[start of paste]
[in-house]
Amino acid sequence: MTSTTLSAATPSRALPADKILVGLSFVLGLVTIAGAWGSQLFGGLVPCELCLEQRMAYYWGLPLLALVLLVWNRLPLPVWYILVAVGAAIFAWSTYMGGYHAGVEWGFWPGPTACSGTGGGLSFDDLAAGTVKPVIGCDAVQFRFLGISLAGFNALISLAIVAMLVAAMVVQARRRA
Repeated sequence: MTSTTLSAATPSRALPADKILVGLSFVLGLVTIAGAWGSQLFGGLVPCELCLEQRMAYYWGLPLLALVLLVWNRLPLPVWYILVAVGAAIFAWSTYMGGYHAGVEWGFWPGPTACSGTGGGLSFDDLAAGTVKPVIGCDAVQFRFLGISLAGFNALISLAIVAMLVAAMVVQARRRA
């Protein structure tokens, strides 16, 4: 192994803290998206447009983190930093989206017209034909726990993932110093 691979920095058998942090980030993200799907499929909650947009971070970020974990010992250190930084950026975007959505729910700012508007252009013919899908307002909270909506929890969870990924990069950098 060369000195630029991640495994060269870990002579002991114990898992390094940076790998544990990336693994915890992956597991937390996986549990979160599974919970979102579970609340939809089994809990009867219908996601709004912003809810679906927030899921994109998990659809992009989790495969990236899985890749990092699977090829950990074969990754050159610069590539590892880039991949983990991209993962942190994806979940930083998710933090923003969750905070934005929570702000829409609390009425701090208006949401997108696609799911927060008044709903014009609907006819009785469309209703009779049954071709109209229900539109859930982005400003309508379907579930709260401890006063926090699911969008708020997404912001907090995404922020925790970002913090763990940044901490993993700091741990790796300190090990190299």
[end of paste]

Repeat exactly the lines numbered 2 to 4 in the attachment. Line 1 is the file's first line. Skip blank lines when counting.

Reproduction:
Amino acid sequence: MTSTTLSAATPSRALPADKILVGLSFVLGLVTIAGAWGSQLFGGLVPCELCLEQRMAYYWGLPLLALVLLVWNRLPLPVWYILVAVGAAIFAWSTYMGGYHAGVEWGFWPGPTACSGTGGGLSFDDLAAGTVKPVIGCDAVQFRFLGISLAGFNALISLAIVAMLVAAMVVQARRRA
Repeated sequence: MTSTTLSAATPSRALPADKILVGLSFVLGLVTIAGAWGSQLFGGLVPCELCLEQRMAYYWGLPLLALVLLVWNRLPLPVWYILVAVGAAIFAWSTYMGGYHAGVEWGFWPGPTACSGTGGGLSFDDLAAGTVKPVIGCDAVQFRFLGISLAGFNALISLAIVAMLVAAMVVQARRRA
């Protein structure tokens, strides 16, 4: 192994803290998206447009983190930093989206017209034909726990993932110093 691979920095058998942090980030993200799907499929909650947009971070970020974990010992250190930084950026975007959505729910700012508007252009013919899908307002909270909506929890969870990924990069950098 060369000195630029991640495994060269870990002579002991114990898992390094940076790998544990990336693994915890992956597991937390996986549990979160599974919970979102579970609340939809089994809990009867219908996601709004912003809810679906927030899921994109998990659809992009989790495969990236899985890749990092699977090829950990074969990754050159610069590539590892880039991949983990991209993962942190994806979940930083998710933090923003969750905070934005929570702000829409609390009425701090208006949401997108696609799911927060008044709903014009609907006819009785469309209703009779049954071709109209229900539109859930982005400003309508379907579930709260401890006063926090699911969008708020997404912001907090995404922020925790970002913090763990940044901490993993700091741990790796300190090990190299």